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Internal Carotid Artery
Cardiovascular System

Internal Carotid Artery

Carotis interna

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Quick Facts

Origin: Common carotid artery.

Course: Travels superiorly to the base of the skull, passes through the carotid canal to enter the cranial cavity, ends at the base of the brain by dividing into anterior and middle cerebral arteries.

Branches: Carotidotympanic, superior and inferior hypophyseal, ophthalmic, posterior communicating, anterior choroidal, uncal, and anterior and middle cerebral arteries; Cavernous, tentorial basal, tentorial marginal, and meningeal branches; Branches to nerves.

Supplied Structures: Structures of the interior of the cranium (including the brain and pituitary gland) and the orbit.

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Origin

The internal carotid artery is one of the two terminal branches of the common carotid artery, the other being the external carotid artery. It branches from the common carotid artery at approximately the level of the upper border of the thyroid cartilage.

Course

The internal carotid artery travels superiorly to the base of the skull, where it passes through the carotid canal to enter the cranial cavity. It ends at the base of the brain by dividing into its two terminal branches; these are the anterior and middle cerebral arteries. The internal carotid artery has four parts.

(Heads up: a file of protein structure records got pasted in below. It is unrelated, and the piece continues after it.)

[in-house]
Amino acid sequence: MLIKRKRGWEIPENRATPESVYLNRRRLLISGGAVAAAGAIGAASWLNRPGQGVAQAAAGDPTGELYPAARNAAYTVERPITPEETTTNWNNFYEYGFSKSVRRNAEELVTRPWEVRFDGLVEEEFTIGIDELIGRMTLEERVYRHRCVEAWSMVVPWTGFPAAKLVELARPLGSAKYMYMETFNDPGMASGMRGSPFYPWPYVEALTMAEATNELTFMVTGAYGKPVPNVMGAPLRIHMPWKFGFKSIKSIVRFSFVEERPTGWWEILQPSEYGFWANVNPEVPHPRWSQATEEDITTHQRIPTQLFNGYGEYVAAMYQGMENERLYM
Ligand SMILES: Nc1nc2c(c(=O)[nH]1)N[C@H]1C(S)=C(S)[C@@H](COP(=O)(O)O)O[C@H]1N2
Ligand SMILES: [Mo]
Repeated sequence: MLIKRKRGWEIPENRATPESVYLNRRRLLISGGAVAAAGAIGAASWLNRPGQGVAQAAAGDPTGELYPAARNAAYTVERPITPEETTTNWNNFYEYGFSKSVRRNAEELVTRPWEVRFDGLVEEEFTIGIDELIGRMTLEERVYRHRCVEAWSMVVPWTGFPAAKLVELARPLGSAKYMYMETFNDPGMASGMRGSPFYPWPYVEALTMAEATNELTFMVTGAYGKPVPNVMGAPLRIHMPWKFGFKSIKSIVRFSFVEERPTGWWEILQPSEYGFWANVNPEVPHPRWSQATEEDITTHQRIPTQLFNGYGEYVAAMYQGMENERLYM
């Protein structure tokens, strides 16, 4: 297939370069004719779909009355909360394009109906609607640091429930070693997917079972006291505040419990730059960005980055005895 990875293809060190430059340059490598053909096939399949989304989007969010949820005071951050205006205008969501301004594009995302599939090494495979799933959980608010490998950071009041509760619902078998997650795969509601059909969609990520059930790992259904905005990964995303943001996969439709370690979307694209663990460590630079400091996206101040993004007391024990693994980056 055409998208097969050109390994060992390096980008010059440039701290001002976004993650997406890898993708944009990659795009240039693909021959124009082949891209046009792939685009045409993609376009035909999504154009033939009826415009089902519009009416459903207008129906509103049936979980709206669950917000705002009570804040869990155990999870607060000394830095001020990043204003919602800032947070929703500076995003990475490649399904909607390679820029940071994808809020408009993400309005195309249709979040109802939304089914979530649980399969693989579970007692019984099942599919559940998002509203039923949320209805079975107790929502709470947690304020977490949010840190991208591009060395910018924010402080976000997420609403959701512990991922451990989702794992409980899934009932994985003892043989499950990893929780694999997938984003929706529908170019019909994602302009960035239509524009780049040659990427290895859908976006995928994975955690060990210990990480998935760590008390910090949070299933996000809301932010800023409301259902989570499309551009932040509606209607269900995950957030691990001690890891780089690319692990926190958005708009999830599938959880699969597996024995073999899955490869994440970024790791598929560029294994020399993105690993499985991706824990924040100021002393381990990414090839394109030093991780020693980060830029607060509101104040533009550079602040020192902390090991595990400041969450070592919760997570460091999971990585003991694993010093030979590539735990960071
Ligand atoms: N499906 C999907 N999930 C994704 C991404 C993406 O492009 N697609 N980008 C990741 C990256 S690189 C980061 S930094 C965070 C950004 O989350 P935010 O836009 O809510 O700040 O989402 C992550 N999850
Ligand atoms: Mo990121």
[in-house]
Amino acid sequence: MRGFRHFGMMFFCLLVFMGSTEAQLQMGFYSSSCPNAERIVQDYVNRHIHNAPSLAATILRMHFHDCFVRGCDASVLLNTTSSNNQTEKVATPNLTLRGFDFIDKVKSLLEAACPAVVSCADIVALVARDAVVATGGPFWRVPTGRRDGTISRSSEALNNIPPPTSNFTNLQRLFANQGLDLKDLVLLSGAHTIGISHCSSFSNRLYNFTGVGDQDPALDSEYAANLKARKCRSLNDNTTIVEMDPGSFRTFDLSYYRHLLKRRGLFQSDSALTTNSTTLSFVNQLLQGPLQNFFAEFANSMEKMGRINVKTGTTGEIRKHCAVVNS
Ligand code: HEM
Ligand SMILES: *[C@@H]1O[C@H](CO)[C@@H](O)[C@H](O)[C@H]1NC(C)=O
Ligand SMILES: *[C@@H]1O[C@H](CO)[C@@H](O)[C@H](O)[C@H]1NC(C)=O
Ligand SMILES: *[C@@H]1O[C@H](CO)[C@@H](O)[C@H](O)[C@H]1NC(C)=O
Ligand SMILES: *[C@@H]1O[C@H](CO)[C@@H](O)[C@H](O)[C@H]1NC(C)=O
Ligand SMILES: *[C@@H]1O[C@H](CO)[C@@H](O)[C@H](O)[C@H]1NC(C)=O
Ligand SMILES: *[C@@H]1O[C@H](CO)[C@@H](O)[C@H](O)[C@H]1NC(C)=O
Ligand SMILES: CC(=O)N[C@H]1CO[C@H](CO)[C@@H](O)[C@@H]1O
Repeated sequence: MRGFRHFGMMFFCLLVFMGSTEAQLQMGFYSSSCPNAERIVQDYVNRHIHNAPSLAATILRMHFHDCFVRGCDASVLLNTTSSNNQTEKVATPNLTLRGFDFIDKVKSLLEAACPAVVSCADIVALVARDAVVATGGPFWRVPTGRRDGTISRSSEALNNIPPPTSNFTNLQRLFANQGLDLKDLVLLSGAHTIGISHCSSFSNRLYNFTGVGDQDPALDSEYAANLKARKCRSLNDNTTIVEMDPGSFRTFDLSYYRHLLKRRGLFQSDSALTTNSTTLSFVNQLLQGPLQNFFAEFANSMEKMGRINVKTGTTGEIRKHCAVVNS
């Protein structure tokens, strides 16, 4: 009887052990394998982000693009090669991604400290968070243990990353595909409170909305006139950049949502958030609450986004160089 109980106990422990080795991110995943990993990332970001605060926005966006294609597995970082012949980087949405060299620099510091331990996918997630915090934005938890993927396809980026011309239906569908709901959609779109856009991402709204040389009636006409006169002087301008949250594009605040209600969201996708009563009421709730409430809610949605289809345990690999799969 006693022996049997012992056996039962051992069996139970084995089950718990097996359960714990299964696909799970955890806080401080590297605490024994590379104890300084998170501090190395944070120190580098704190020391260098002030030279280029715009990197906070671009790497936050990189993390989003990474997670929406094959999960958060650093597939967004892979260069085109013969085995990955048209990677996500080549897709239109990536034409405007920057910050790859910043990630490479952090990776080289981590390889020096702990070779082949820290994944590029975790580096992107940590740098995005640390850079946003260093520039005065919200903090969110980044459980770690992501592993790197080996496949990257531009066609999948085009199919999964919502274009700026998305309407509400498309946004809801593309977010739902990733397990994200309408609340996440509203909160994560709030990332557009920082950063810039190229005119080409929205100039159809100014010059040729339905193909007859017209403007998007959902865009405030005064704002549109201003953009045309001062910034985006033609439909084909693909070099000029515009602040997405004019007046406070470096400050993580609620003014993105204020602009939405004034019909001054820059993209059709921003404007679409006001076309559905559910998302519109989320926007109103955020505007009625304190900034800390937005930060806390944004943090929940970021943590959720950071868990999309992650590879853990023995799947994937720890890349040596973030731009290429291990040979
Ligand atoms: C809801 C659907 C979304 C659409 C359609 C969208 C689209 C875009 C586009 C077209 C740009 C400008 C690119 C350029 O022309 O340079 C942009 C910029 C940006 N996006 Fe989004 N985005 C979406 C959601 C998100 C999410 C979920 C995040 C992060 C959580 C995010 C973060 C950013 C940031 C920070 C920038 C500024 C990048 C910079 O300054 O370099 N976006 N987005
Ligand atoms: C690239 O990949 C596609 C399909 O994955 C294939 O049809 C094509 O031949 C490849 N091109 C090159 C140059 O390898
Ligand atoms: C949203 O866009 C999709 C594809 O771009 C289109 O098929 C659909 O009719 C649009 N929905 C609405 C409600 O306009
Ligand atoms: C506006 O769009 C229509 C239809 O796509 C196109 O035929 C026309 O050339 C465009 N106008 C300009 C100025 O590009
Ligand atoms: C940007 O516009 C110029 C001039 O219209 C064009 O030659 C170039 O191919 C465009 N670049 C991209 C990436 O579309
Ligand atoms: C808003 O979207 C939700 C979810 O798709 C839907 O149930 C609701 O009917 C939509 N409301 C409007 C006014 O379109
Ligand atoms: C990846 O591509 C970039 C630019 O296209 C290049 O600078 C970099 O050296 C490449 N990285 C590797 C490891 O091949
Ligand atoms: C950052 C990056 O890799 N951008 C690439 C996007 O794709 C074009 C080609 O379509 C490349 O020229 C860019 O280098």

- The first part is the cervical part. This is the part of the internal carotid artery that travels superiorly from the bifurcation of the common carotid artery to the base of the skull.

- The second part is the petrous part. This is the part of the internal carotid artery that travels through the petrous part of the temporal bone via the carotid canal. It exits the carotid canal via the foramen lacerum.

- The third part is the cavernous part. This is the part of the internal carotid artery that travels through the cavernous sinus.

- The fourth part is the cerebral part. This is the part of the internal carotid artery situated at the base of the brain.

Branches

The internal carotid artery has four parts as described above. The cervical part gives off no arterial branches. The petrous part gives off the carotidotympanic arteries. The cavernous part gives off the inferior hypophyseal artery, as well as the cavernous, tentorial basal, and tentorial marginal branches. The cerebral part branches the ophthalmic, superior hypophyseal, posterior communicating, anterior choroidal, uncal, anterior cerebral, and middle cerebral arteries, as well as meningeal branches.

Supplied Structures

Overall, the internal carotid artery and its branches provide an arterial supply to the structures of the interior of the cranium (including the brain and pituitary gland) and the orbit.

Learn more about this topic from other Elsevier products

Internal Carotid Artery

ScienceDirect image

Carotid near-occlusion (CNO) is a distal luminal collapse of the internal carotid artery (ICA) beyond a tight stenosis.

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